These small insect-eating animals fed at night to help escape being eaten themselves! After the dinosaurs were gone, the mammals soon spread and became very diverse, becoming the dominant animals on the earth up to today (thus the name for our era, “The Age of Mammals.”
THE FORMATION OF THE HIMALAYAS
55 million years ago
Most mountain ranges were created by the collision of one of the earth’s moving plates with another, producing uplift or “orogeny.” Around 167 million years ago the Indian subcontinent (connected then to Australia and Madagascar) broke off of Africa and subsequently began drifting eastward, then broke off of Australia and started drifting northward, culminating in a massive collision with Asia starting around 55 million years ago. This crunching together of two continental plates, the Indo-Australian Plate and the Eurasian Plate, began slowly but surely to create the highest mountain range in the world today, with the peak of Mount Everest reaching 29,028 feet above sea level. The creation of the Himalayas radically affected the courses of river systems and created a major biogeographical barrier for plants and animals, including our ancestors, and has drastically affected not only Asian climate, but likely that of the entire planet.
“OF THE FIRST ORDER”
THE RADIATION OF THE PRIMATES
55 million years ago
The 17th century Swedish naturalist Carol Linnaeus got it right – When he developed his system of biological classification now called Linnaean taxonomy, he correctly grouped humans, apes and monkeys into the order Primates (meaning “first” or “top”). Compared to other mammals, primates are characterized by having relatively large brains to body size, nails rather than claws, stereoscopic (“3-D”) vision, color vision, and an overall reduction in the snout and organs for smell. They tend to give birth to small litters and spend more time caring for their young as well. The fossil record shows that, as is the case of most mammal orders, primates evolved from a shrew-like ancestor between 65 and 55 million years ago.
“THE LAND DOWN UNDER”
THE ORIGIN OF AUSTRALIA AND ITS ANIMALS
40 million years ago
By 80 million years ago, due to plate tectonics, the Australian landmass (originally containing New Guinea and Tasmania) began to separate from Antarctica (both landmasses containing marsupial mammals, then being much closer to the equator), and by 40 million years ago had no more contact with the rest of the Old World. It then began its unique evolutionary history dominated by marsupial mammals. Naturalist Alfred Wallace (along with Charles Darwin, the co-discoverer of evolution by natural selection) was one of the first to notice a biogeographical barrier separating the marsupial animals of Australia and adjacent islands from the placental mammals of the rest of the Old World. This became known as the “Wallace Line”.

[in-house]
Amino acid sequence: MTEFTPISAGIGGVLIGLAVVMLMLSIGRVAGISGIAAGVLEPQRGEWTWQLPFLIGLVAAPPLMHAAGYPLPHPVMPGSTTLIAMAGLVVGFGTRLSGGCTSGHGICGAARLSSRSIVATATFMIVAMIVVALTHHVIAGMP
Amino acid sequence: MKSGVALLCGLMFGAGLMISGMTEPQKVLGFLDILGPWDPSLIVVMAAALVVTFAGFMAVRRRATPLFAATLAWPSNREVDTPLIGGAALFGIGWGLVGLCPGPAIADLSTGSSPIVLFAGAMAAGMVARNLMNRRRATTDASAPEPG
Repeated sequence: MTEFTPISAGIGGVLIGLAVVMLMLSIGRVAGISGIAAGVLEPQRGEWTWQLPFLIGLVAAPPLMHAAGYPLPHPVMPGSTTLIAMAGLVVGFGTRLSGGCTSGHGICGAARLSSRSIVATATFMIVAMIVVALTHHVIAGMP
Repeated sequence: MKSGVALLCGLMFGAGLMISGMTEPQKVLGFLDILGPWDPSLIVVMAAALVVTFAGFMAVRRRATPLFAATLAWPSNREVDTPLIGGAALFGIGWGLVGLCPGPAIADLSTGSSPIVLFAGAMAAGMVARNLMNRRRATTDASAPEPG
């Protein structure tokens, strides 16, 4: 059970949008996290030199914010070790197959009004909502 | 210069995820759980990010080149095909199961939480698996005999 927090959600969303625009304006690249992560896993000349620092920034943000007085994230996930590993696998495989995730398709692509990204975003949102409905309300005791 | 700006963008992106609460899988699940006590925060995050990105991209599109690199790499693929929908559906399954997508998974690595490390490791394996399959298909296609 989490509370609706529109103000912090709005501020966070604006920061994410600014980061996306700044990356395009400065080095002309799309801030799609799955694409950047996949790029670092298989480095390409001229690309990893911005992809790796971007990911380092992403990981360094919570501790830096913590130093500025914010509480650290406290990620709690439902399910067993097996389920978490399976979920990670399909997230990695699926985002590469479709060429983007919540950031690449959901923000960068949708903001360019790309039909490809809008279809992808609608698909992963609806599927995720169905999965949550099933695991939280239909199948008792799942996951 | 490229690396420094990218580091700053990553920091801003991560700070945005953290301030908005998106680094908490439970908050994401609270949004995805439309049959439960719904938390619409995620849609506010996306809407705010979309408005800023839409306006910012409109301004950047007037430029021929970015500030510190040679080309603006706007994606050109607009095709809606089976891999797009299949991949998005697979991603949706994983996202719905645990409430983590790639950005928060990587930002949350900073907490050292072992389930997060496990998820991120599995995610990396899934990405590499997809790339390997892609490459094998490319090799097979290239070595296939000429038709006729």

“HEY, HEY, WE’RE THE MONKEYS”
THE RISE OF MONKEYS
35 million years ago
Monkeys differ from more primitive primates (called prosimians or “pre-monkeys”) by having larger brains relative to body size, a different number of teeth in the upper and lower jaws, and often a larger body size. The earliest monkey-like forms, Apidium and Aegyptopithecus emerged around 35 million years ago in the Africa. At around this time it is also believed the ancestors of the New World monkeys migrated to the Americas, possibly living on floating island of vegetation as they drifted across the Atlantic Ocean to South America, which was significantly closer to Africa than today due to plate tectonics and perhaps also a lower sea level some of the time.
“GRAZING IN THE GRASS”
THE SPREAD OF GRASSLANDS AND GRAZING ANIMALS
Beginning 25 million years ago
We tend to take grasses for granted. We mow them in our front yards, we eat them in the form of wheat, rye barley, rice, and corn, and their pollen can give us sneezing fits from hay fever. Yet grasses only started becoming common on earth starting about 25 million years ago and especially widespread in the form of prairies starting about 7 million years ago.
“THE SULTANS OF SWING”
THE RISE OF APES
23 million years ago
We belong to an advanced group of primates called the apes, who evolved in the trees of the Old World during the past 35 million years. What are apes? Apes are primates that have descended from prehistoric monkey ancestors, but differ from monkeys in having larger brains, usually larger bodies, and no tail; the arms of an ape are also highly mobile, allowing them (and us) to rotate the arm a full 360 degrees. Apes, including humans, are members of the superfamily Hominoidea or “hominoids”. These include, in increasing order of relatedness to humans, the so-called “Lesser Apes”, (the gibbons and siamangs of southeast Asia); and the “Great Apes” (the Orangutan of southeast Asia and the African apes: gorillas, chimpanzees, and bonobos or “pygmy chimpanzees”. In the trees, non-human apes are known for their swinging (brachiation) and climbing skills.
“FATHER OF KONG”
THE EARLIEST GORILLA-LIKE FORMS
10 million years ago
Genetic evidence suggests that the last common ancestor of the African apes (chimpanzees, bonobos or pygmy chimpanzees, and gorillas) and humans was around seven million years ago. African ape fossils are not very common, probably because they tended to live in humid, tropical forests with acid soils that do not preserve bones very well. Many anthropologists suspected that earlier African apes might look more similar in size and shape to modern chimpanzees or bonobos than to the much larger gorillas.